British Chancellor of the Exchequer Philip Hammond has warned the two contenders to become the country’s next prime minister that their expensive spending promises will be impossible to deliver if the UK crashes out of the European Union without a deal.

Jeremy Hunt and Boris Johnson, who are competing for the Conservative Party leadership, have both vowed to use a fiscal cushion built up by the government to soften the economic blow from a potentially disruptive Brexit.

“The ‘fiscal firepower’ we have built up in case of a no-deal Brexit will only be available for extra spending if we leave with an orderly transition,” Hammond tweeted.

“If not it will all be needed to plug the hole a no-deal Brexit will make in the public finances.”

Later, in an interview with the BBC, Hammond said Britain had built up a reputation for fiscal responsibility and had to live within its means.

“People have to be honest about the consequences of either spending more money or of cutting taxes,” he said, warning of the “temptation to get into a bidding war”.

“I think they need to be very careful about setting out these ambitions.”

Hunt and Johnson – Britain’s current foreign secretary and his immediate predecessor – are competing for the votes of about 160,000 Conservative Party members across Britain. The winner, to be announced July 23, will replace Theresa May as party leader and prime minister.

Both are wooing the largely pro-Brexit Tory grassroots by promising to take Britain out of the EU – without a divorce deal if necessary – while also cutting taxes and boosting spending on public services and infrastructure projects.

Three years on from Britain’s 52-48 per cent vote to leave the EU, Britain’s departure has been delayed twice after Parliament rejected on three occasions the divorce terms May’s government agreed with the bloc. Most economists say leaving without an agreement would severely disrupt trade between Britain and the EU, plunging the country into recession.

Polls suggest a large majority of Britons oppose a no-deal Brexit – but most members of the Conservative Party support it, and shrug off the warnings of economic turmoil.

Johnson is the front-runner, favoured by many Conservatives for his popular appeal and his staunch support for Brexit. He says leaving the EU on the currently scheduled date of October 31 is a “do or die” issue and has threatened to withhold an agreed £39 billion ($71 billion) divorce payment unless the EU offers changes to the current withdrawal agreement. The EU says it will not renegotiate.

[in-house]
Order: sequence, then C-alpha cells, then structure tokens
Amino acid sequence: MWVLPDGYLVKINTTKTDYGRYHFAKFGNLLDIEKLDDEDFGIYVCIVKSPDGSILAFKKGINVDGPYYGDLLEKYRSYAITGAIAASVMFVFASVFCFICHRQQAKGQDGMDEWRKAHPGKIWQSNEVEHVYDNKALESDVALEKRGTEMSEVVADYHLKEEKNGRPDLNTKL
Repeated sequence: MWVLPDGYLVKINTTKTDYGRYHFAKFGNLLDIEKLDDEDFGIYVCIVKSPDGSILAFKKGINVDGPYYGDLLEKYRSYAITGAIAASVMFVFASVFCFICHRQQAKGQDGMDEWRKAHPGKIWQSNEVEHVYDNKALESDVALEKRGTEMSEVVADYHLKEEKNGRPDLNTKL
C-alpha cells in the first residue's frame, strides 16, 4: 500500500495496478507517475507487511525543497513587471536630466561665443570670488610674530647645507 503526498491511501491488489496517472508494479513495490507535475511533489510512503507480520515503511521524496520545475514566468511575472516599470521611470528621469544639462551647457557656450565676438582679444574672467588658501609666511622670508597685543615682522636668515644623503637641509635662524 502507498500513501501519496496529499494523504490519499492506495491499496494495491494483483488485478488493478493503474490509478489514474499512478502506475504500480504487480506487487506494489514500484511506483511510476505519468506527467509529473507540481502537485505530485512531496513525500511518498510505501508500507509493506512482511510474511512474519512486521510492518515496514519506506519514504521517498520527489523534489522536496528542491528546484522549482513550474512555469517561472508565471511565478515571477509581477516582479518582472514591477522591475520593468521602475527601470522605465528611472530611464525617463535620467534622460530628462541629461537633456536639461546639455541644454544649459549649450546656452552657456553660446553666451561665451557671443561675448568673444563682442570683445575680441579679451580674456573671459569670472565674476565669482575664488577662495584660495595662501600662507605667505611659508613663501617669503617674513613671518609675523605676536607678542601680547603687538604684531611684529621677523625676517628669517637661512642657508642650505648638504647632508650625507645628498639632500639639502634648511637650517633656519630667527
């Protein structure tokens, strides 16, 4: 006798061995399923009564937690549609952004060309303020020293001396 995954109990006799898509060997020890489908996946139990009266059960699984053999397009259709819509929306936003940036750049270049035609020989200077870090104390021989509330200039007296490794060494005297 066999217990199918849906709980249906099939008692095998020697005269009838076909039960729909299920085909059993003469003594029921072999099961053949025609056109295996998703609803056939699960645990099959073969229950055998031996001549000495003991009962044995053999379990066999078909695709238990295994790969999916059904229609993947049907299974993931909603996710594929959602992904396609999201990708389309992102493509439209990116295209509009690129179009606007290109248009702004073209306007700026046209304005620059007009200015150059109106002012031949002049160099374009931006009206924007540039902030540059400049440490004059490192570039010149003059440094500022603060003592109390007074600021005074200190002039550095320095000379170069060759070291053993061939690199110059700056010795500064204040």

Hunt, who campaigned to remain in the EU during Britain’s 2016 referendum battle, also says he’s prepared to leave without an agreement if he can’t secure a better deal from the 27 other EU nations.

Hunt said the government had stored up “around £26 billion of headroom,” and he would use part of it to help farmers, the fishing industry and small businesses likely to be hit by the effects of a no-deal Brexit.

“It is important that the EU knows that we will do what it takes to make a success of a ‘no-deal’ Brexit,” Hunt said in a speech on Monday. “We won’t blink as a country. That ‘no-deal’ Brexit is not going to be an opportunity for them to successfully turn the screws on our country.”

Asked how he would pay for his plans, Johnson told reporters that “the money is there … We also think there is room to make some sensible tax cuts as well, and we will be doing that too.”

Johnson, meeting voters, said his plans were carefully costed and the impact of leaving the EU without a deal would be “very, very small”.

Critics – including senior members of the Conservative government – say the promises made by Hunt and Johnson are fantasies. Hammond, who advocates retaining close ties with the EU, stressed that the money being earmarked by the two candidates “will only be available for extra spending if we leave with an orderly transition.”

Kirsty Blackman, economy spokeswoman for the opposition Scottish National Party, said Johnson and Hunt “have become the Thelma and Louise of Brexit – prepared to drive the UK economy off a Brexit cliff-edge”.

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